The annual LISC Chicago’s Neighborhood Development Awards were recently handed out at ceremonies at McCormick Place. The awards honor “the top real estate development and architectural design projects in the city’s neighborhoods.”
It’s a good way to catch up on what’s been going on in the city’s outer neighborhoods, since so much media coverage of real estate development in the city is primarily focused on downtown (guilty!) for economic reasons.
For a complete list of the 2017 winners, follow this link. Here are a few highlights that caught our eye:
Wheeler Kearns Architects‘ Lakeview Pantry
When was the last time you saw something as humble as a brick two-story pantry on the cover of a glossy design magazine at Barnes & Noble? In this case, Wheeler Kearns’ work was good enough to win the first place award in the Richard H. Driehaus Foundation Award for Architectural Excellence in Community Design.
Landon Bone Baker Architects‘ Terrace 459 at Parkside of Old Town
This is the new face of Cabrini Green. And even though its residents are of all income levels (as is the new mandate for public housing), it is just as inviting and welcoming to the dot-com hipster as the single mother getting back on her feet. It shows that housing on a budget doesn’t have to look or feel cheap, utilitarian, or boring. That’s why it received third place in the Richard H. Driehaus Foundation Award for Architectural Excellence in Community Design.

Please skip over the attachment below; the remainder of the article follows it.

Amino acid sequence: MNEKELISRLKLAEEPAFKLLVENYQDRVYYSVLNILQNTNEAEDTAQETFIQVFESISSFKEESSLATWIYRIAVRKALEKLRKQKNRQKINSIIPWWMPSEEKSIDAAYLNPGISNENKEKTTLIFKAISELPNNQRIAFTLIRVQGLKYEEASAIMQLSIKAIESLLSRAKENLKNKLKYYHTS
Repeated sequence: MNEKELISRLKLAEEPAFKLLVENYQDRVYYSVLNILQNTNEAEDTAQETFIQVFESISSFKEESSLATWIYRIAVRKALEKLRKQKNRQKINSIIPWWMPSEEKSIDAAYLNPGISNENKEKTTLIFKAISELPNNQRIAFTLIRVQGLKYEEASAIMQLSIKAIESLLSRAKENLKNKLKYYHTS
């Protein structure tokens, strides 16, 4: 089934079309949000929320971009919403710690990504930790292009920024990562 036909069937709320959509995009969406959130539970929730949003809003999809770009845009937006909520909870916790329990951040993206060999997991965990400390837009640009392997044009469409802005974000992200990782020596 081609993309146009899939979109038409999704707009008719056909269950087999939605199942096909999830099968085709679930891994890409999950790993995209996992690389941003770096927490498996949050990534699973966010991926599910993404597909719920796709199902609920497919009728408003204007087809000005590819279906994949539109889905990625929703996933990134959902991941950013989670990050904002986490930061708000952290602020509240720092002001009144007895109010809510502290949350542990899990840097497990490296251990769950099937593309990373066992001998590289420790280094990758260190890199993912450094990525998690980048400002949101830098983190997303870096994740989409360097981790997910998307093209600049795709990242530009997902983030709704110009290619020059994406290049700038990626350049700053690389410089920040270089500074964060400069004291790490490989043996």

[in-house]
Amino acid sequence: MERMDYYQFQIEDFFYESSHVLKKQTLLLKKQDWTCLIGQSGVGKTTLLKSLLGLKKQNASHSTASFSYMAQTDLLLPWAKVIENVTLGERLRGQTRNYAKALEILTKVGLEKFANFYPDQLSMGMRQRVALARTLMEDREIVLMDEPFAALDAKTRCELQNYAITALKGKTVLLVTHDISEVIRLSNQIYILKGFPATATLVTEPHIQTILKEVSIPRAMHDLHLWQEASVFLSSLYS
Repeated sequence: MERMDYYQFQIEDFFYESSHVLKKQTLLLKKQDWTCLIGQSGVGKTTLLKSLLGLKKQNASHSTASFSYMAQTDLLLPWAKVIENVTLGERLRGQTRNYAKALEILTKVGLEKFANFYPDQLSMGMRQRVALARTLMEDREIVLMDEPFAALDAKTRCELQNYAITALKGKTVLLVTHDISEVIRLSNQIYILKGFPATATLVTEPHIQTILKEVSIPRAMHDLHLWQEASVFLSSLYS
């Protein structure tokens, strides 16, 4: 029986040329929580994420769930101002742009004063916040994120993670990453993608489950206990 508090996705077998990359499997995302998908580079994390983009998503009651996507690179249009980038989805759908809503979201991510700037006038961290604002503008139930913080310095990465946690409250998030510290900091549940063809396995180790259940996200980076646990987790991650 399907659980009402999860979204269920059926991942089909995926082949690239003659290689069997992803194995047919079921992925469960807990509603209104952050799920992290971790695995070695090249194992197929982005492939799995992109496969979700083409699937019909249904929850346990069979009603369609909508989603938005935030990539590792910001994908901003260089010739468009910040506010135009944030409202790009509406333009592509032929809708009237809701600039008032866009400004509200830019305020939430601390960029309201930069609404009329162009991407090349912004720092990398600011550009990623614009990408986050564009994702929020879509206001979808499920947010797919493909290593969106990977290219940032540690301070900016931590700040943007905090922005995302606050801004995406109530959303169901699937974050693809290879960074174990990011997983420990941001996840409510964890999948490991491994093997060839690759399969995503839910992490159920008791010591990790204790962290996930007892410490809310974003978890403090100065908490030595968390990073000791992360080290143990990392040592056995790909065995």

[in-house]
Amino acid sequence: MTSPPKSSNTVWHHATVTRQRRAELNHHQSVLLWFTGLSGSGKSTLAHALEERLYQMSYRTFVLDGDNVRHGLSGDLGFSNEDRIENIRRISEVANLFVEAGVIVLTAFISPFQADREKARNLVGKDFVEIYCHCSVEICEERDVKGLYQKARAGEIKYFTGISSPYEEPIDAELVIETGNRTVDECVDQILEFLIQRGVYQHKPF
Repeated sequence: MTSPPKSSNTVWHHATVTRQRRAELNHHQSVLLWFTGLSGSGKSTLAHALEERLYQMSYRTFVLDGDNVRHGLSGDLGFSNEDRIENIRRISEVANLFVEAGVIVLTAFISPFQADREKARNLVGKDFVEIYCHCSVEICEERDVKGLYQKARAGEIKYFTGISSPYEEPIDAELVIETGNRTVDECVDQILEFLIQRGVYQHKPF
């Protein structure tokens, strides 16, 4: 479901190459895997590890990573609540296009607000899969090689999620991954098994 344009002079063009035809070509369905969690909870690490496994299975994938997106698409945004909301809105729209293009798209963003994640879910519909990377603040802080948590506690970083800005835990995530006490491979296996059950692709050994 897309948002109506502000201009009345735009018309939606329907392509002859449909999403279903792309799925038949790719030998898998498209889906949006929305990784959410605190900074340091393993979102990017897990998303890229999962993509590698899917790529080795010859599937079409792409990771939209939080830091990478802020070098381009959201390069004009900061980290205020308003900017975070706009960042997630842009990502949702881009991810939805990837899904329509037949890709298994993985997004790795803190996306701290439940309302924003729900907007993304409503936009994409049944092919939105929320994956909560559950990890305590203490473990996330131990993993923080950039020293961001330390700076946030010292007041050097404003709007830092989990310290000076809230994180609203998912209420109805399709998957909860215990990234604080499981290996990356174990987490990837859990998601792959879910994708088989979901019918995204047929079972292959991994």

DL3 Realty’s Englewood Square
Not very long ago, the notion of opening a Whole Foods, a Starbucks, and a Chipotle in Englewood would have seemed laughable. But DL3 Realty was able to see beyond the negative headlines and realize that there is more to Englewood than the mayhem that spills out of the local TV news. It saw over 2,000 households that made over $50,000 a year, and $127 million per year that was leaving the already struggling neighborhood because of a lack of quality shopping options. Numbers and vision came together in this retail complex that is an island of hope in what seems to outsiders to be a lost neighborhood. And that’s why it got the Outstanding For-Profit Neighborhood Real Estate Project Award.